THE LYRICAL NOVEL by Ralph Freedman


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Three significant, highly suggestive essays on the ""lyrical novel"" and its development in the works of Hermann Hesse (the hero as wanderer through space and time), Andre Gide (the hero as symbolic reflector of reality's double nature) and Virginia Woolf (the hero or heroine as completely stylized sensibility, an abstraction of the inner and outer worlds). However, as formulated by Freedman, these categories always subjective in nature and rarely succinct in presentation-end to become scrambled one with the other; further, the choices are hardly incontestable: why not Joyce or Lawrence or Durrell (all of whom get passing and assed-over references) or Genet (who doesn't get anything)? Also, since Gide was as much a novelist of ideas as he was of imagistic impressionism, to focus, as reedman does, so finically on the Gidean atmosphere of ""inquietude"" and the audelariean technique, and never on, for example, the acte gratuit, somewhat istorts the discussion,- or so it seems to us. But let's not distort the review: whatever the limitations, we have here a serious, seminal excursion into the open of metaphoric narration.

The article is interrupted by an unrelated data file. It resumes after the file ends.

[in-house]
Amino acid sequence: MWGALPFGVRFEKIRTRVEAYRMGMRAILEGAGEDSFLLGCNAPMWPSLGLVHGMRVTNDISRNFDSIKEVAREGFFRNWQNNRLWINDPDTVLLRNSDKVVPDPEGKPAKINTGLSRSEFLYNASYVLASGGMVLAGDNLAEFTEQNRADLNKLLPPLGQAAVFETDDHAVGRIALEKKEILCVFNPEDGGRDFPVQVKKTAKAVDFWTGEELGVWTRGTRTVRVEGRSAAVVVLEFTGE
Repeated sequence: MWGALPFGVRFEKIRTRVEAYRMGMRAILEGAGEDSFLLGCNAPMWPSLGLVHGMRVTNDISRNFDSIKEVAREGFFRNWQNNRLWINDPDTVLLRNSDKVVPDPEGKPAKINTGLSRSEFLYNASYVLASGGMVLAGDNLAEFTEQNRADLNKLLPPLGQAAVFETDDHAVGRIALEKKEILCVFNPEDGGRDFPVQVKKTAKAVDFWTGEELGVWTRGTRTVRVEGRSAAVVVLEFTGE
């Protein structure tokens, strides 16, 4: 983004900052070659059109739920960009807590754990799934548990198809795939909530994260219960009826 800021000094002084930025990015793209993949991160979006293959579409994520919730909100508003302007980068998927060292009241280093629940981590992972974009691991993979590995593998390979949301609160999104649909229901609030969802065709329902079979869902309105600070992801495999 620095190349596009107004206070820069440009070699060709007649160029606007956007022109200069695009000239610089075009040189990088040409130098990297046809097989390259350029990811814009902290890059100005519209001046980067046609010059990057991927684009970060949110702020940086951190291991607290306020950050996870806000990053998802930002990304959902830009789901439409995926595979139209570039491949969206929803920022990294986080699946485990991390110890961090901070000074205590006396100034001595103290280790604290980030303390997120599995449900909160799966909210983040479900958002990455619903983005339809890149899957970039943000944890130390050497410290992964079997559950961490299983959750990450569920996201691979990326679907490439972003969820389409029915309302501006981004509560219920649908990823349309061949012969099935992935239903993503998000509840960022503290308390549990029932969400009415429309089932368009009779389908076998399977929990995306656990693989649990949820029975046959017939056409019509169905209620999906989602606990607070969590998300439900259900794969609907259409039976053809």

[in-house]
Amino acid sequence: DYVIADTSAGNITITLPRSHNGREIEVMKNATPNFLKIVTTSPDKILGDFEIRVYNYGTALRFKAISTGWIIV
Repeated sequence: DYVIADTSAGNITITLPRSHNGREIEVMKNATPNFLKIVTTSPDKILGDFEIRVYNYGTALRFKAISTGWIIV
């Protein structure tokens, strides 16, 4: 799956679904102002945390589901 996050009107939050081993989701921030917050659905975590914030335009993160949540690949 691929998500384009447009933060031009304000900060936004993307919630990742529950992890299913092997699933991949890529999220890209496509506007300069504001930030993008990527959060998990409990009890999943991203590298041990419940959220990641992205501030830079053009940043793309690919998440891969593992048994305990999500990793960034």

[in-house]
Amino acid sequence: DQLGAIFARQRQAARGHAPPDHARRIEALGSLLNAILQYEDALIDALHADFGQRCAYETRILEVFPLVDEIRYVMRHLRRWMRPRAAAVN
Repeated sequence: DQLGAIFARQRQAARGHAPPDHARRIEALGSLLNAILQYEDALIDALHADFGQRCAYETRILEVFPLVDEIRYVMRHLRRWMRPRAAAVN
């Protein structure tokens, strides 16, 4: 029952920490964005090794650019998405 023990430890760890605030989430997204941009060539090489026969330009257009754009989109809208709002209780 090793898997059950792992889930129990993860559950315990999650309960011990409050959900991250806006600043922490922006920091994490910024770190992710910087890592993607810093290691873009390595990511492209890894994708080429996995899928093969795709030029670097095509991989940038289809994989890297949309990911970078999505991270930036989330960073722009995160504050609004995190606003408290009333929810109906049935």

Publisher: Princeton Univ. Press